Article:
especially Rhenish wines and timber. It hath almost at
the extremity a very spacious and venerable church ; a
stately senate-house, wherein was holden that famous
synod against the Armmians in 1618, and in that hall
hangeth a picture of The Passion, an exceeding rare and
much-esteemed piece.

Prom Dort, being desirous to hasten towards the army,
I took waggon this afternoon to Rotterdam, whither we
were hurried in less than an hour, though it be ten miles
distant ; so furiously do these foremen drive. I went first
to visit the great church, the Doole, the Bourse, and the
public statue of the learned Erasmus, of brass. They
showed us his house, or rather the mean cottage, wherein
he was born, over which there are extant these lines, in
capital letters :

JSDIBUS HIS ORTUS, MUNDUM DECORAVIT ERASMUS
ARTIBUS, INGENIO, RELIGIONS, FIDE.

The 26th, I passed by a straight and commodious river
through Delft to the Hague; in which journey I observed
divers leprous poor creatures dwelling in solitary huts on
the brink of the water, and permitted to ask the charity
of passengers, which is conveyed to them in a floating box
that they cast out.

Arrived at the Hague, I went first to the Queen of
Bohemia's Court, where I had the honour to kiss her
Majesty's hand, and several of the Princesses' her daugh-
ters. Prince Maurice was also there, newly come out of
Germany, and my Lord Pinch, not long before fled out
of England from the fury of the Parliament. It was a
fasting-day with the Queen for the unfortunate death of
her husband, and the presence-chamber had been hung
with black velvet ever since his decease.

The 28th I Avent to Leyden ; and the 29th to Utrecht,
being thirty English miles distant, (as they reckon by
hours). It was now Kermas, or a fair, in this town, the
streets swarming with boors and rudeness, so that early
the next morning, having visited the ancient Bishop's
court, and the two famous churches, I satisfied my curiosity
till my return, and better leisure. We then came to



1641.] JOHN EVELYN. 19

Rynen, where the Queen of Bohemia hath a neat and
well-built palace, or country-house, after the Italian man-
ner, as I remember; and so, crossing the Rhine, upon
which this villa is situated, lodged that night in a coun-
tryman's house. The 31st to Nimeguen: and on the
2nd of August we arrived at the Leagure, where was then
the whole army encamped about Genep, a very strong
castle situated on the river Waal ; but, being taken four
or five days before, we had only a sight of the demolitions.
The next Sunday was the thanksgiving sermons per-
formed in Colonel Goring* s regiment (eldest son of the since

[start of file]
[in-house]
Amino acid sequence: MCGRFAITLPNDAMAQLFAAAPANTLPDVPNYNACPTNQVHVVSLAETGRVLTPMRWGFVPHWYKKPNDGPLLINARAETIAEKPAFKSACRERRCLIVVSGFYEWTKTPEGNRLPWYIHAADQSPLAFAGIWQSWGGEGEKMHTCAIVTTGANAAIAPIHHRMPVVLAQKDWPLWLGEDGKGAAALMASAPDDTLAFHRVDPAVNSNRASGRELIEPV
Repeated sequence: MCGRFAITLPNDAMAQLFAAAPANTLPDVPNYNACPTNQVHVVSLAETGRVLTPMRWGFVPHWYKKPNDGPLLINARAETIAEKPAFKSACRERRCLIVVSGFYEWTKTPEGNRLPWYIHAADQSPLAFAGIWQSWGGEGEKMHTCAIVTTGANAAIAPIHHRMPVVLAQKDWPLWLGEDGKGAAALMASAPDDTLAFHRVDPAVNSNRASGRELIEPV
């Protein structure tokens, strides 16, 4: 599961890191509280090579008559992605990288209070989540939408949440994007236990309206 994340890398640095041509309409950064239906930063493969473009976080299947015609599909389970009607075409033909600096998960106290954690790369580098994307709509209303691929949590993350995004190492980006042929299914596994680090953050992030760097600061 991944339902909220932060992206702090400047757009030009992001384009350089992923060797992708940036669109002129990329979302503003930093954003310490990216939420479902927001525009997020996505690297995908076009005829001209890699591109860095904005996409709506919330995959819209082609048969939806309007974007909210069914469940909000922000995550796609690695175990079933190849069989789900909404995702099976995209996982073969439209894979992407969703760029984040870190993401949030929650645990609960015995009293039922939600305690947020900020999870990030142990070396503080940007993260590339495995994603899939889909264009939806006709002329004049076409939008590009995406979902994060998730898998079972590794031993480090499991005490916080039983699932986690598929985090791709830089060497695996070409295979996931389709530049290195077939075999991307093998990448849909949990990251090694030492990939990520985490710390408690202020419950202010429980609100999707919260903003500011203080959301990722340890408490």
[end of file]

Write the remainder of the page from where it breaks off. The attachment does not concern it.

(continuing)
Earl of Norwich) by Mr. Goffe, his chaplain (now turned
Roman, and father-confessor to 'the Queen-mother) . The
evening was spent in firing cannon, and other expressions
of military triumphs.

Now, according to the compliment, I was received a
volunteer in the company of Captain Apsley, of whose
Captain-lieutenant, Honywood, (Apsley being absent,) I
received many civilities.

3rd August, at night, we rode about the lines of circum-
vallation, the general being then in the field. The next
day, I was accommodated with a very spacious and com-
modious tent for my lodging, as before I was with a horse,
which I had at command, and a hut, which during the
excessive heats was a great convenience ; for the sun
piercing the canvass of the tent, it \ras during the day
unsufferable, and at night not seldom infested with mists
and fog, which ascended from the river.

6th . As the turn came about, we were ordered
to watch on a horn- work near our quarters, and trail a
pike, being the next morning relieved by a company of
French. This was our continual duty till the castle was
re-fortified, and all danger of quitting that station secured;
whence I went to see a Convent of Franciscan Friars, not
far from our quarters, where we found both the chapel and
refectory full, crowded with the goods of such poor people
as at the approach of the army had fled with them thither
for sanctuary. On the day following, I went to view all
the trenches, approaches, and mines of the besiegers ; and,
in particular, I took special notice of the wheel-bridge,
which engine his Excellency had made to run over the
moat when they stormed the castle, as it is since described

c2



20 DIARY OF [ROTTERDAM,

(with all the other particulars of this siege) by the author
of " Hollandia Illustrata." The walls and ramparts of
earth, which a mine had broken and crumbled, were of
prodigious thickness.

Upon the 8th, I dined in the horse-quarters with Sir
Robert Stone and his lady, Sir William Stradling, and
divers cavaliers, where there was very good cheer, but hot



Online LibraryJohn EvelynDiary and correspondence, To which is subjoined the private correspondence between King Charles I. and Sir Edward Nicholas, and between Sir Edward Hyde, afterwards earl of Clarendon, and Sir Richard Browne (Volume 1) → online text (page 4 of 46)